Postgraduate profiles

Postgraduate profiles

Margherita Angelucci

Keywords: Hip Hop, rap, multilingualism, translanguaging, transculturality, second-generations, identity.

My research interests include multilingualism, translanguaging practices, vernacular languages, Hip Hop music, transcultural identities, issues around migrants and second/third generations especially from the language and identity point of view. I am also interested in the translation of slang. My working languages, besides English, are Italian and French. A little bit of Arabic as well.


Louis Bravos

Research keywords: Literary translation, Japanese, Yukio Mishima, performance, identity

Doctoral project: ‘Stage Blood is Not Enough: Autobiography and Performance in an English Translation of Yukio Mishima’s Kyoko no Ie’

For my research I am undertaking a translation into English of Yukio Mishima’s 1959 novel Kyōko no Ie (Kyoko’s House). The novel represents a turning point in Mishima’s career – while his earlier novels focussed on the individual, Kyoko’s House focuses more broadly on the postwar era and its difficulties. The plot examines the lives of four young men, who are often read as representing different aspects of the author’s personality, and is considered to foreshadow Mishima’s own slide into right-wing extremism, and later ritual suicide. I believe that this reading is overly-simplistic, and I hope to make this novel available to readers of English, to allow them to fully enjoy this novel’s complex philosophy, along with its portrait of postwar Japan.

My early research has looked into postwar Japan’s view of itself, which is made more complex by Mishima’s recurring motifs of masks and constructed identities. I have also examined the role social memory and the repression of pain and individuality in 1950s Japan, and the sense of nostalgia some Japanese felt for the pre-war and wartime periods. Recently I’ve been examining the reasons the critical reception of Kyoko’s House was so cold upon its release, and questioned whether this critical reception is part of the reason the novel has so far been unavailable in translation. My research is both practical and theoretical, attempting to both offer the novel to English readers in translation, as well as create a critical framework to discuss the way the novel speaks to 21st century readers, based on associated readings from both Japanese and English.


Basil Cahusac de Caux

Basil is a doctoral candidate in the Historical Studies Program, Faculty of Arts, at Monash University. He researches language reform and language policy in contemporary Japanese and East Asian society, and is particularly interested in the various overlaps and dissonances in top-down policy formulation and grassroots reform affecting written Japanese. Basil teaches language, social sciences, and historical studies units as a sessional tutor in the Faculty of Arts at Monash University. His hobbies include swimming, playing tennis, cooking, and playing chess.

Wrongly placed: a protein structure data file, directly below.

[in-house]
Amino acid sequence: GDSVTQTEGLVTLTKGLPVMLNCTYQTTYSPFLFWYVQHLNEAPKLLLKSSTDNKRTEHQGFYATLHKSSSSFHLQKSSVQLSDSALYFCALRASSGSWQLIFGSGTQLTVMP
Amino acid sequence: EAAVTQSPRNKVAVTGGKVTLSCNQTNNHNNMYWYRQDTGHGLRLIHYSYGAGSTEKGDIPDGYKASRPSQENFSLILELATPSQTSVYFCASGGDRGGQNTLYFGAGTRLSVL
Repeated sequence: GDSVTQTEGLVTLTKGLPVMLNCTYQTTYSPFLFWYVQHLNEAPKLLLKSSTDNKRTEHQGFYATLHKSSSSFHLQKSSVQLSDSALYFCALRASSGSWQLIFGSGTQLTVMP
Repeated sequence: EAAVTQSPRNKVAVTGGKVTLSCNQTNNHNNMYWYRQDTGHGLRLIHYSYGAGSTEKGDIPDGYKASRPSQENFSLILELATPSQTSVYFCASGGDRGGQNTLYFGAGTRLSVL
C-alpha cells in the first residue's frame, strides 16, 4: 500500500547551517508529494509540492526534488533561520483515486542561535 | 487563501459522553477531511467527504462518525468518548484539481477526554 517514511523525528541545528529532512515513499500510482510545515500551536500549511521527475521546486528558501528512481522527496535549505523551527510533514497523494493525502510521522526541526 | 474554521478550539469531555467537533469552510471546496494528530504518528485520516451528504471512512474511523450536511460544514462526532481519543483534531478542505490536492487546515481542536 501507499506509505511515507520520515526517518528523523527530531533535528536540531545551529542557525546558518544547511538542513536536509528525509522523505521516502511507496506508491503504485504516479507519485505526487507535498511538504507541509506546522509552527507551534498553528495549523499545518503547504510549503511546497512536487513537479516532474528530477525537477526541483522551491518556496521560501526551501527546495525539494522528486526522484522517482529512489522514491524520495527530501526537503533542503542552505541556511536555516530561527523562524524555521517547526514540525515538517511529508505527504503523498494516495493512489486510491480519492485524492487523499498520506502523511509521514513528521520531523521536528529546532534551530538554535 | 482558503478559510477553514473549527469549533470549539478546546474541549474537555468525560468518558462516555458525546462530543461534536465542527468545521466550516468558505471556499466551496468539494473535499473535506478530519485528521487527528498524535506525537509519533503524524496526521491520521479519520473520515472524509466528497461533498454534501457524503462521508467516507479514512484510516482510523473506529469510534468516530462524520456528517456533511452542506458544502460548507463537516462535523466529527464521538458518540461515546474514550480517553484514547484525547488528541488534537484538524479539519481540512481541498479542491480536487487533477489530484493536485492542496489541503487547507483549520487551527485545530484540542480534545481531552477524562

Cassitie Galliot

Keywords: Muslim integration, ethnicity, identity politics, comparative politics

My research focuses on political stances on integration, specifically in regards to citizens and migrants of Muslim background in France and Australia. My PhD looks at measuring the mainstream political left view of Muslim integration in these two countries. My past research considered political reactions to "Muslim headscarves" in France and the role of history as a justification of these reactions.


Polina Mesioniti


Gianluigi Rotondo

Title: Intercultural practices and support services relating to migrants and refugees in Australia and Italy.

Discipline: Social Sciences

Key words: Intercultural communication, refugees, asylum seekers, NGOs, Community-Based Organisations, resettlement.

Providing support services for the settlement of refugees and asylum seekers is an increasing concern that is intensively debated at international level. Nonetheless, the effective provision of these support services is rarely investigated. This topic will be explored from an intercultural perspective, considered by scholars as an appropriate approach to create and maintain constructive relationships between different levels of the framework. The concept of interculturality will be examined within the context of support services provided by organisations directly involved in the promotion of the resettlement of refugees and asylum seekers. The research will consider NGO and CBO policies and the effective exercise of intercultural practices within the ambient of their activities.